UnitedHealth cuts outlook and jobs; pays $895M in settlement

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UnitedHealth Group is attempting to improve its financial performance with a cost-cutting measure that would slash 4,000 jobs and a lower fiscal 2008 profit outlook. Meanwhile, the company simultaneously doled out $895 million in a California class-action lawsuit settlement.

The Minnetonka, Minn.-based UnitedHealth forecasted a 2008 adjusted profit of $2.95 to $3.05 per share on revenue in the $81 billion range, down from prior estimates of $3.55 to $3.60 per share.

"During the second quarter, our risk-based businesses produced a lower level of gross margin than expected, and we also experienced a continuation of the pressures we saw in the first quarter," CEO Stephen Hemsley said.

Hemsley also reported that the company will shift management positions to focus more on regional coverage. Greater-than-expected pressure on premium yields, stemming from an “intensely competitive” commercial-business environment, has squeezed gross margins, he added.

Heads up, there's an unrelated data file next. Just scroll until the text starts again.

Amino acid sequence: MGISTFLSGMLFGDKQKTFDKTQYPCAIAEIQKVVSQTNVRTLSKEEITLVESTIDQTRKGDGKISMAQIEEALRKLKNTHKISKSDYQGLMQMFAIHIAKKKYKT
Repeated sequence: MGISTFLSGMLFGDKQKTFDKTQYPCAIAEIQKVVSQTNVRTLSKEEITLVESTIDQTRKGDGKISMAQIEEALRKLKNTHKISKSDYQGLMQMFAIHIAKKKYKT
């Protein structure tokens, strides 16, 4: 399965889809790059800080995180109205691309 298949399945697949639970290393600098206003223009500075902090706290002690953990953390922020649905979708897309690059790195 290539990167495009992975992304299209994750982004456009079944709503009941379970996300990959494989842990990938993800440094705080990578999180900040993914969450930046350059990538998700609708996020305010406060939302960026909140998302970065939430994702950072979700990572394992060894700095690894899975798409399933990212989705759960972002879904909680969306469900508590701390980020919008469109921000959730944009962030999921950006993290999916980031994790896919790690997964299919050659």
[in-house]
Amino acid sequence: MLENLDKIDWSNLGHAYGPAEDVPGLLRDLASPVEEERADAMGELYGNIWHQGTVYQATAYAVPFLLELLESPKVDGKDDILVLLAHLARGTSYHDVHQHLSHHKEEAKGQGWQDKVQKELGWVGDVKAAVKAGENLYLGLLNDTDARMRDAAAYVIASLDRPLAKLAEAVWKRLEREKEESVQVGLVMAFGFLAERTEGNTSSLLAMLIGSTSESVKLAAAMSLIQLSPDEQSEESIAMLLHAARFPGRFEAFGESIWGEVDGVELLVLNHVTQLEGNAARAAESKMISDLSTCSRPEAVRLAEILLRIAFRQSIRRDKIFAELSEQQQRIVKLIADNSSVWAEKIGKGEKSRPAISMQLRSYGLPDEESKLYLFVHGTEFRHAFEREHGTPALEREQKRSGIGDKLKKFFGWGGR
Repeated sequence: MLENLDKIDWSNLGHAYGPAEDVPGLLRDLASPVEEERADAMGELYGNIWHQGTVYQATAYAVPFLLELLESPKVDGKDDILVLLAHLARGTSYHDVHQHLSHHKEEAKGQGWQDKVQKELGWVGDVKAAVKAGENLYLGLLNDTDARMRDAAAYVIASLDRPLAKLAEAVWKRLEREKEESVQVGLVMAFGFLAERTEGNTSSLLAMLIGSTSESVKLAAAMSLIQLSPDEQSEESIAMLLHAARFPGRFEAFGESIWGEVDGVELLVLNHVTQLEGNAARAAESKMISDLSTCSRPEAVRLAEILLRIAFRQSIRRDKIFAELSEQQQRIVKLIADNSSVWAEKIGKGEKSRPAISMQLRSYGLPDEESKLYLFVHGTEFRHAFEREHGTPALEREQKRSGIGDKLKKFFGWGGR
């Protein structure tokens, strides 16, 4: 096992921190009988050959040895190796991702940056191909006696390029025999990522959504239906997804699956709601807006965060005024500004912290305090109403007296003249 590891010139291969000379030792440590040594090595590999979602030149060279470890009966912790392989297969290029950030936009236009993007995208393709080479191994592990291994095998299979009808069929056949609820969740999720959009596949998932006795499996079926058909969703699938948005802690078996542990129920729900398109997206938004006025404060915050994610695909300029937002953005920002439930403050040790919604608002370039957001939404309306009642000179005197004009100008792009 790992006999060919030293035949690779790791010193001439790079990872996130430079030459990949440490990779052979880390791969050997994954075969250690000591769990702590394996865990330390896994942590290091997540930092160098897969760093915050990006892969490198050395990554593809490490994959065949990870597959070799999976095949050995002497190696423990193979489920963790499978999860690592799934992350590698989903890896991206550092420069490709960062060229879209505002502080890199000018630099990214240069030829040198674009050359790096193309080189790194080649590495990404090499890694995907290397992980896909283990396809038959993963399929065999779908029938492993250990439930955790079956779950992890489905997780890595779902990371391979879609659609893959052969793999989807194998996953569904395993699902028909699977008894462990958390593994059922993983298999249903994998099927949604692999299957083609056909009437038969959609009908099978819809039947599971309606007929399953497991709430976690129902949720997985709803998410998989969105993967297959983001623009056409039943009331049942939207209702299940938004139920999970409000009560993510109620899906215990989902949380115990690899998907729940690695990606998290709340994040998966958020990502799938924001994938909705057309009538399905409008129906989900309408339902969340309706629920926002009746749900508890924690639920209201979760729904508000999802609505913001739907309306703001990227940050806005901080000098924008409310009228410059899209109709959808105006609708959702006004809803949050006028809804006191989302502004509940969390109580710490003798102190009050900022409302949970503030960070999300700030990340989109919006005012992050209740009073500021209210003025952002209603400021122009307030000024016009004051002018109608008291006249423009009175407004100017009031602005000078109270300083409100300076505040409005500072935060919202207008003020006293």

UnitedHealth said it plans to improve its financial performance, including reducing its risk-based business, because it is paying out more than expected for Medicare Part D prescription drug offerings as well as for special needs plans for seniors with chronic conditions.

In other financial news, the payor reached an $895 million settlement to a class-action lawsuit brought by the California Public Employees' Retirement System (CalPERS), a large U.S. public pension fund, reported the Los Angeles (LA) Times. The lawsuit settlement is an outgrowth of a 2006 scandal in which UnitedHealth provided executives with windfalls by backdating stock options given as incentive payments.

UnitedHealth said the proposed settlement of what it called its "historical stock option practices" provided the company with closure and "allows us to focus on quality, affordable healthcare solutions."

CalPERS said that UnitedHealth allowed top executives to book purchase dates for stock options when share values were low and sell the same shares later when prices had climbed, according to the LA Times.